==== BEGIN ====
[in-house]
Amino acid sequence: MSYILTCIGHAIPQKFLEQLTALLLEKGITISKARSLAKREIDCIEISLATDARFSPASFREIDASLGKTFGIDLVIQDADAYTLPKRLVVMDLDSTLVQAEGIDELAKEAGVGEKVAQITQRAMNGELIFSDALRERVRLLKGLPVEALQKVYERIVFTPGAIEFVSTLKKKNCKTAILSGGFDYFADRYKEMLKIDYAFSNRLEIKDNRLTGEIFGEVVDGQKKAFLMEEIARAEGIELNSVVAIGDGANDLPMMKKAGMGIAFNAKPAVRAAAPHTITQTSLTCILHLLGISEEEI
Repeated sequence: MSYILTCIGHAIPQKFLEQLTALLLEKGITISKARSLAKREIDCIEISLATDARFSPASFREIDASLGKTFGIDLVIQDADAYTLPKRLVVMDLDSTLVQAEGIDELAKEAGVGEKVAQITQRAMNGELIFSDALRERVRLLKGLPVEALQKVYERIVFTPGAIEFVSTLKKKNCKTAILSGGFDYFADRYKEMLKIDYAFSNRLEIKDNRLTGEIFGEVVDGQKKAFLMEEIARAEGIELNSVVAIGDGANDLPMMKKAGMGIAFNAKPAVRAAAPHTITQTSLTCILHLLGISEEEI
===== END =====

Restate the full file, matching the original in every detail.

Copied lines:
[in-house]
Amino acid sequence: MSYILTCIGHAIPQKFLEQLTALLLEKGITISKARSLAKREIDCIEISLATDARFSPASFREIDASLGKTFGIDLVIQDADAYTLPKRLVVMDLDSTLVQAEGIDELAKEAGVGEKVAQITQRAMNGELIFSDALRERVRLLKGLPVEALQKVYERIVFTPGAIEFVSTLKKKNCKTAILSGGFDYFADRYKEMLKIDYAFSNRLEIKDNRLTGEIFGEVVDGQKKAFLMEEIARAEGIELNSVVAIGDGANDLPMMKKAGMGIAFNAKPAVRAAAPHTITQTSLTCILHLLGISEEEI
Repeated sequence: MSYILTCIGHAIPQKFLEQLTALLLEKGITISKARSLAKREIDCIEISLATDARFSPASFREIDASLGKTFGIDLVIQDADAYTLPKRLVVMDLDSTLVQAEGIDELAKEAGVGEKVAQITQRAMNGELIFSDALRERVRLLKGLPVEALQKVYERIVFTPGAIEFVSTLKKKNCKTAILSGGFDYFADRYKEMLKIDYAFSNRLEIKDNRLTGEIFGEVVDGQKKAFLMEEIARAEGIELNSVVAIGDGANDLPMMKKAGMGIAFNAKPAVRAAAPHTITQTSLTCILHLLGISEEEI